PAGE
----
President Duterte has boldly ignored civilian’s writ of habeas corpus and due process rights in his approach to the war on drugs. As such, this policy did not come as a surprise. In his first State of the Nation address, Duterte explicitly stated that the government “will not stop until the last drug lord…and the last pusher have surrendered or are put either behind bars or below the ground.” The latter part of the statement is inappropriate from a leader of a nation. It also fails to acknowledge the gravity of murder. Furthermore, during his campaign, President Duterte stated, “All of you who are into drugs, you sons of bitches, I will really kill you.” Putting aside the use of explicatives by a presidential candidate, the campaign showed a clear interest for such extreme policies in his pursuit to fight drugs. The fact that President Duterte won the election is even more troubling. This suggests the public’s deep concern about the issue with the drug problem in the country. However, considering that approximately 650,000 Americans visit the Philippines annually, such violent and grotesque behavior can be fatal for visiting Americans caught in the crossfire.

It is the duty of the United States  to address this blatant disregard of human rights, as a world leader. However, instead of criticizing the Duterte administration’s behavior, then President-elect Trump applauded Duterte’s efforts over a phone conversation and stated that, as a sovereign nation, the war on drugs was legitimate. Considering the US and the Philippine’s long history, the US is in a unique position to influence the country’s policies and should take this opportunity to ensure the protection of human rights. Since 2013, when Typhoon Haiyan struck the Philippines, the US has given over $143 million in assistance and continues to give to this day. The US is also one of the largest foreign investors in the Philippines and is its third-largest trading partner. One easy way to pressure Duterte’s government to reform its policies is to leverage the Generalized System of Preferences program for developing countries–which gives preferential duty-free access to the US market; there can be an additional clause requiring participating countries to abide by specific human rights regulations, such as the right to due process. Furthermore, the bilateral Trade and Investment Framework Agreement can also be amended to include similar clauses. This approach of pressuring governments to reconsider their behavior can be found in preferential trade agreements (PTAs) that include human rights language. In fact, PTAs have been found to be more effective than softer human rights agreements. This is due to the added economic incentive for countries to abide by human rights laws. For example, the EU “enacted the suspension clause” of the Lome IV Convention when Togo was not reforming their human rights violations. After the suspension of this convention, Togo took significant steps towards compliance by installing new electoral codes and new elections.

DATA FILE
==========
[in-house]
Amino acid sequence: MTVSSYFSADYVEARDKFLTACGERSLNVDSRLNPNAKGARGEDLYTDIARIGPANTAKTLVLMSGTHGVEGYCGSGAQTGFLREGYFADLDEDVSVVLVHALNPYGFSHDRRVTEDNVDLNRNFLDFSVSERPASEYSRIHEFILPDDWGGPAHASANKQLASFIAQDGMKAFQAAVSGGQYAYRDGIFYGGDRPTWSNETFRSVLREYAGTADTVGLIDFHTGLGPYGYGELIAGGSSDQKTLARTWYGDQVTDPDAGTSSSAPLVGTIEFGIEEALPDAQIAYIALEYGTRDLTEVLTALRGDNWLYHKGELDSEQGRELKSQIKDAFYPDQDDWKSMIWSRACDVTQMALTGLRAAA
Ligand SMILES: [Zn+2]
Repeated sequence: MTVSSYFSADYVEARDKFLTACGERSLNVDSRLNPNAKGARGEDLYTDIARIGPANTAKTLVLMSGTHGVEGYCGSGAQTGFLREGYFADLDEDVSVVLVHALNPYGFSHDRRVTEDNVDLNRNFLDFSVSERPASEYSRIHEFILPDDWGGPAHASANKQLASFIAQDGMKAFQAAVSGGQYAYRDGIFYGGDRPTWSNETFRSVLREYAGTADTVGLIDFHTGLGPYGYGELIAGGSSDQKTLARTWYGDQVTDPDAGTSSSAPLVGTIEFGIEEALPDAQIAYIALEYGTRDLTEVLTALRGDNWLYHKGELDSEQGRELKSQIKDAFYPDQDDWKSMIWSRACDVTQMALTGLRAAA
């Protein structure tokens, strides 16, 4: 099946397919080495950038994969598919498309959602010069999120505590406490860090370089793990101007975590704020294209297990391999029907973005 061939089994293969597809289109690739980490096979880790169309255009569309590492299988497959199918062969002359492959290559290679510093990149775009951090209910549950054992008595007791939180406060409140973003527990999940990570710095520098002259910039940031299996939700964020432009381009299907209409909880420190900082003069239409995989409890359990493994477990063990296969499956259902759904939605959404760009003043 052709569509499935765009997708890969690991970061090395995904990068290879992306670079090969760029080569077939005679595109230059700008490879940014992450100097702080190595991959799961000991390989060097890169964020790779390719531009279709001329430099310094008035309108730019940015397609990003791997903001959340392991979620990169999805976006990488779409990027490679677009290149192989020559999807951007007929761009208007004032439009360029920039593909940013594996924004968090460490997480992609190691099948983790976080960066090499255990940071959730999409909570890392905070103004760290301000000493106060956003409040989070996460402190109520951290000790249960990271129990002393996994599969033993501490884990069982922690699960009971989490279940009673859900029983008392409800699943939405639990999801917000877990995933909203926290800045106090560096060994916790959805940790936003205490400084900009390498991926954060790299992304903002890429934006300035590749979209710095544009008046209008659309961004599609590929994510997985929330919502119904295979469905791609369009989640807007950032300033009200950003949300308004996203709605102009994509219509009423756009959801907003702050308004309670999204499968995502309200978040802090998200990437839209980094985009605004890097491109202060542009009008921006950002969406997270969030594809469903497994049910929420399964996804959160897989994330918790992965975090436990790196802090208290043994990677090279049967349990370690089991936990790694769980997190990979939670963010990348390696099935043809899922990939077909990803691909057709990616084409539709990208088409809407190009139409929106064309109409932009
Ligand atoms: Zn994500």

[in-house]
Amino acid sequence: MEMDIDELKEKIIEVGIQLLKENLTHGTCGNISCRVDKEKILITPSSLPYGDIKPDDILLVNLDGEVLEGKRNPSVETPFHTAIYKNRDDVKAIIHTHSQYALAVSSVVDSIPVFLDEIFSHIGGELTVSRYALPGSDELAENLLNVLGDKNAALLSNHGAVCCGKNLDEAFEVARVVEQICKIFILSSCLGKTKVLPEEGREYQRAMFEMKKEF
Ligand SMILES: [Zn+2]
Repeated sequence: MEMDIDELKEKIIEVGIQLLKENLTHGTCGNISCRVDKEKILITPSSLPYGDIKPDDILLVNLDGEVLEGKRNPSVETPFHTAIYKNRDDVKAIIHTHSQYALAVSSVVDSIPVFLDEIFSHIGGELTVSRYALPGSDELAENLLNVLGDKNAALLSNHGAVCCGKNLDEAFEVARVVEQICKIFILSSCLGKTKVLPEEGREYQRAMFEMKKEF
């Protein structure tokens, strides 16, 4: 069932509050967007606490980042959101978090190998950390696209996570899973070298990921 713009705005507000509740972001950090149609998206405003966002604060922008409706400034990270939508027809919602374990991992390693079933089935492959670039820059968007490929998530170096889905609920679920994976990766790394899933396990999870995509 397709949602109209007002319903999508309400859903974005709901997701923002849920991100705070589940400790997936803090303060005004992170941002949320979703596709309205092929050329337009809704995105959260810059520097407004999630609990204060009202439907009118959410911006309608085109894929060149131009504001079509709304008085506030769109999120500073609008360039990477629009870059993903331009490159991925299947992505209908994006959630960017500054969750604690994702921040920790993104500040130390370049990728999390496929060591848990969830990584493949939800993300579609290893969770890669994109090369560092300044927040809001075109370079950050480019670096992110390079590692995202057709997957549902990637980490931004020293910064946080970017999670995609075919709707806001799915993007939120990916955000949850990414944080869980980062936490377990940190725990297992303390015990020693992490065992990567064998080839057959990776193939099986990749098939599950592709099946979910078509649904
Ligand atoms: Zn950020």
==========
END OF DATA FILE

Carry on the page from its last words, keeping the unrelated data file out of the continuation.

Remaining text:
In no way should drug dealers or abusers be encouraged, however, they should be granted a fair trial, a right established by the 1951 UN Convention on Human Rights. Furthermore, the problem with this “shoot first” method is that it ignores the personal stories of each individual and robs many innocent lives. Most people within the United States have the privilege of not having to fear their safety in such manner, and with such privilege comes responsibility. It is important for the US to use its powerful global position and relation with the Philippines to remind the Duterte administration that such gross violation of human rights is not tolerated by the international community. It is most appropriate for the Trump administration to step back in its relationship with the Duterte administration until the Filipino government reevaluates its methods. Most importantly, in order to address the people’s reliance on drugs, an effective drug rehabilitation program is necessary. More effective drug rehabilitation programs- similar to those in the United States- should be installed and PTAs with the Philippines should be revised and/or include human rights clauses. If the US establishes such a precedent, it is more likely that other countries will follow in their footsteps. It is outrageous to slaughter scores of people based on a few mistakes. Even more so, it is egregious to rob lives over preventable and treatable acts.